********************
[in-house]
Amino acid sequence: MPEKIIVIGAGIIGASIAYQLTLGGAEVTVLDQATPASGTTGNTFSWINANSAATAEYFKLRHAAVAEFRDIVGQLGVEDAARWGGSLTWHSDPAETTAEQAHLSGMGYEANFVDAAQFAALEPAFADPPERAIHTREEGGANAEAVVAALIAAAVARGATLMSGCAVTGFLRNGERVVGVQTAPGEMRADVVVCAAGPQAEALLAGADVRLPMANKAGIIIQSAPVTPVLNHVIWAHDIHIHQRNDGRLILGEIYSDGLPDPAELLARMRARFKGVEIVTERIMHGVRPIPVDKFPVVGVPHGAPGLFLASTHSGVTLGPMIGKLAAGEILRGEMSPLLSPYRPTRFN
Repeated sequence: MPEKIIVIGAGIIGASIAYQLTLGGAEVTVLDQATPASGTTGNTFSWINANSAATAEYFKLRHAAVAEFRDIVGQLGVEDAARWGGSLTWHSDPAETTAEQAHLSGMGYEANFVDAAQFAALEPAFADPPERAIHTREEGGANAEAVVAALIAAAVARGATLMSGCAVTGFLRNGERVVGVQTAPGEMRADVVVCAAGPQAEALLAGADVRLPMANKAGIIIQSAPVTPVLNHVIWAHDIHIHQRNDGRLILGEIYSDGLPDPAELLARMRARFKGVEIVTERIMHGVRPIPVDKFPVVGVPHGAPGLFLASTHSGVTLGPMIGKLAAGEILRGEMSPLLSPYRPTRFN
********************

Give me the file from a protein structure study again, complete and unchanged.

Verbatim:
[in-house]
Amino acid sequence: MPEKIIVIGAGIIGASIAYQLTLGGAEVTVLDQATPASGTTGNTFSWINANSAATAEYFKLRHAAVAEFRDIVGQLGVEDAARWGGSLTWHSDPAETTAEQAHLSGMGYEANFVDAAQFAALEPAFADPPERAIHTREEGGANAEAVVAALIAAAVARGATLMSGCAVTGFLRNGERVVGVQTAPGEMRADVVVCAAGPQAEALLAGADVRLPMANKAGIIIQSAPVTPVLNHVIWAHDIHIHQRNDGRLILGEIYSDGLPDPAELLARMRARFKGVEIVTERIMHGVRPIPVDKFPVVGVPHGAPGLFLASTHSGVTLGPMIGKLAAGEILRGEMSPLLSPYRPTRFN
Repeated sequence: MPEKIIVIGAGIIGASIAYQLTLGGAEVTVLDQATPASGTTGNTFSWINANSAATAEYFKLRHAAVAEFRDIVGQLGVEDAARWGGSLTWHSDPAETTAEQAHLSGMGYEANFVDAAQFAALEPAFADPPERAIHTREEGGANAEAVVAALIAAAVARGATLMSGCAVTGFLRNGERVVGVQTAPGEMRADVVVCAAGPQAEALLAGADVRLPMANKAGIIIQSAPVTPVLNHVIWAHDIHIHQRNDGRLILGEIYSDGLPDPAELLARMRARFKGVEIVTERIMHGVRPIPVDKFPVVGVPHGAPGLFLASTHSGVTLGPMIGKLAAGEILRGEMSPLLSPYRPTRFN